The garage called not too terribly long after my last post; the van was finished. They could not find any sort of leak; they checked all the usual spots and checked all the fluids. At this point, I'm remembering a call I once heard on Car Talk
from a woman who was getting rainwater in the door of her car, and I'm wondering if I have something similar.
In any case, by that time, the weather had changed, and so it was perfect eclipse-viewing weather. I got the van home in plenty of time. I tried the selfie-over-the-shoulder trick that was recommended on FB (even though I was a bit skeptical), and it didn't work. I didn't see any of the crescent-shaped shadows under the trees, either, so I was really disappointed. But then....
I happened to look out onto my porch, and the vastly overgrown shrubbery was doing a good job of pinhole-projecting. So of course I had to do a TeenyTinyTARDIS photo or three:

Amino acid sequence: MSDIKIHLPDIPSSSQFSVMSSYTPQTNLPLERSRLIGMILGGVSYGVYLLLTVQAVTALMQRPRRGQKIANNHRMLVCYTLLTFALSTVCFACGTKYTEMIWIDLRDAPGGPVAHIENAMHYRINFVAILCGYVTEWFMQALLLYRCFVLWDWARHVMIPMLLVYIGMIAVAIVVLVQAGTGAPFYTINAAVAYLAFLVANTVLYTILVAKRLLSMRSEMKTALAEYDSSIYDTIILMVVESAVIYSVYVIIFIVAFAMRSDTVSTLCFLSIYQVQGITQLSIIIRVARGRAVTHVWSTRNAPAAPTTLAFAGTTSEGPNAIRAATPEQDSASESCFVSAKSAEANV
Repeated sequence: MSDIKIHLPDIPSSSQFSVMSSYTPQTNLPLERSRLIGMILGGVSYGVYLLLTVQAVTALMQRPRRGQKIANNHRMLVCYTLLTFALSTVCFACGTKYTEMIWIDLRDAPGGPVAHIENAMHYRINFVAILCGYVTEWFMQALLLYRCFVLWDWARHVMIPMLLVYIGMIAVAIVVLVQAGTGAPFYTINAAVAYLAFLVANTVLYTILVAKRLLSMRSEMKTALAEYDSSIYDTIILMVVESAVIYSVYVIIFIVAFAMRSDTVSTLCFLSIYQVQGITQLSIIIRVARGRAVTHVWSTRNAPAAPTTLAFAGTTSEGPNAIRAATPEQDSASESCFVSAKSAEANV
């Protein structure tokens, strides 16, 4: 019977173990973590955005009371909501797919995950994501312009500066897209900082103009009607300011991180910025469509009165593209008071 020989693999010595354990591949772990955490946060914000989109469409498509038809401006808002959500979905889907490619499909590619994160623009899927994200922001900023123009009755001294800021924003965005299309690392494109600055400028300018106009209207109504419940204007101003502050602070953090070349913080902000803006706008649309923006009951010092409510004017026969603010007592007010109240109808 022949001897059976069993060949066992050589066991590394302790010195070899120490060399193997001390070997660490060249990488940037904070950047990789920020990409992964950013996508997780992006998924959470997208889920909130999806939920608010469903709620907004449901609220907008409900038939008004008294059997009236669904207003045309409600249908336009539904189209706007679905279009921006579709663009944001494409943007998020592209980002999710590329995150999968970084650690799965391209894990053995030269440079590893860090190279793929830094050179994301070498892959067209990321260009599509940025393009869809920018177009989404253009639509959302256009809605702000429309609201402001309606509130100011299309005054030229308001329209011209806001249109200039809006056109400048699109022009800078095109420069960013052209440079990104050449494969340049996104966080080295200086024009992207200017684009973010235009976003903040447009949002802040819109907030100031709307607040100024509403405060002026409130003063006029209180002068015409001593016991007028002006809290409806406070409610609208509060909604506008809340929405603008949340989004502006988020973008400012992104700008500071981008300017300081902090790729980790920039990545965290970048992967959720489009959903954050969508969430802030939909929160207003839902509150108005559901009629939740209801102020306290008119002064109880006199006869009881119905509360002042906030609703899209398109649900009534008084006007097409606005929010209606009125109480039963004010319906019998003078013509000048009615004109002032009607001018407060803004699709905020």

That was relatively early on in the show. Later, I got some better photos:
I did get to sneak a quick peek at the sun itself; although I wasn't able to get glasses, The Gossip had obtained a pair at the library, and he was wandering around the neighborhood sharing them with anyone who was outside. So that was pretty cool.
The weirdest thing about it was to look out the window when the eclipse was near its maximum, observe the nearly cloudless sky, realize that it was brightly sunny, and yet it was so terribly dim. It was like someone had put the wrong size bulb in a vast lamp. Kinda weird.
In any case, it reached about 75% of totality here. But
, we're just
outside the path of totality for the next one in 2024, if the map I saw was accurate, so it looks like I could drive ten miles and see totality, as opposed to, say, 98%.
Also, I am testing out photo hosting at Smug Mug on kk1raven
's suggestion -- I did sign up, so I hope you do get a credit for it -- though I am finding it to be much less intuitive than I might like.